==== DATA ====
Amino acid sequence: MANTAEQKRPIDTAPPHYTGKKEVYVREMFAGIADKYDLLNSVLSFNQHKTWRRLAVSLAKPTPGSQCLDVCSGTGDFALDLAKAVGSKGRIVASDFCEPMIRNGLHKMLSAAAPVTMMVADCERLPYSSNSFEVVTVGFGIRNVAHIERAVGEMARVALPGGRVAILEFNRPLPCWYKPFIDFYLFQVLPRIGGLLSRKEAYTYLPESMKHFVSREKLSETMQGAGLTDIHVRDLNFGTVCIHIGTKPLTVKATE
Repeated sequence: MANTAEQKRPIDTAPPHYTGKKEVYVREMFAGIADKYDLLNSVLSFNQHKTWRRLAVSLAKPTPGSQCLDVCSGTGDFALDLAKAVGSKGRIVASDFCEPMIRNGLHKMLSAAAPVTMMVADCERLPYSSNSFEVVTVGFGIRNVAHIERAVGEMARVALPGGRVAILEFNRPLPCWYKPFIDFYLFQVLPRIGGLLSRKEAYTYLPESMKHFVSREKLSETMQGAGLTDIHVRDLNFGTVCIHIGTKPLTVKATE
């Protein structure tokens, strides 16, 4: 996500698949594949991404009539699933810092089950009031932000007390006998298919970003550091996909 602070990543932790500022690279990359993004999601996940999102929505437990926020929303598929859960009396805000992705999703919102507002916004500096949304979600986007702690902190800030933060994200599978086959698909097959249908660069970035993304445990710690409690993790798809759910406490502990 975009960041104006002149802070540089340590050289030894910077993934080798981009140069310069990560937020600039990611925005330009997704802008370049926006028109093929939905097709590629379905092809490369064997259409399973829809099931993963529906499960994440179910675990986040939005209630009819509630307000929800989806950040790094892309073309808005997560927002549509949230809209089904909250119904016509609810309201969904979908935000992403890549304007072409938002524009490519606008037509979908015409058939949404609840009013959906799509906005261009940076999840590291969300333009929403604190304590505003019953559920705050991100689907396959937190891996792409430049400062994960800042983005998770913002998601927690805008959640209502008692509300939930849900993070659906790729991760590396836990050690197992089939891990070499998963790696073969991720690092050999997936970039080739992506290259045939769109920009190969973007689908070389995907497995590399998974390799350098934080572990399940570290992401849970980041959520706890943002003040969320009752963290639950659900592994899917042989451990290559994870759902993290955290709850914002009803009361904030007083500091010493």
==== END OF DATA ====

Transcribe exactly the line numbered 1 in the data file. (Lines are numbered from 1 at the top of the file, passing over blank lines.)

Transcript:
Amino acid sequence: MANTAEQKRPIDTAPPHYTGKKEVYVREMFAGIADKYDLLNSVLSFNQHKTWRRLAVSLAKPTPGSQCLDVCSGTGDFALDLAKAVGSKGRIVASDFCEPMIRNGLHKMLSAAAPVTMMVADCERLPYSSNSFEVVTVGFGIRNVAHIERAVGEMARVALPGGRVAILEFNRPLPCWYKPFIDFYLFQVLPRIGGLLSRKEAYTYLPESMKHFVSREKLSETMQGAGLTDIHVRDLNFGTVCIHIGTKPLTVKATE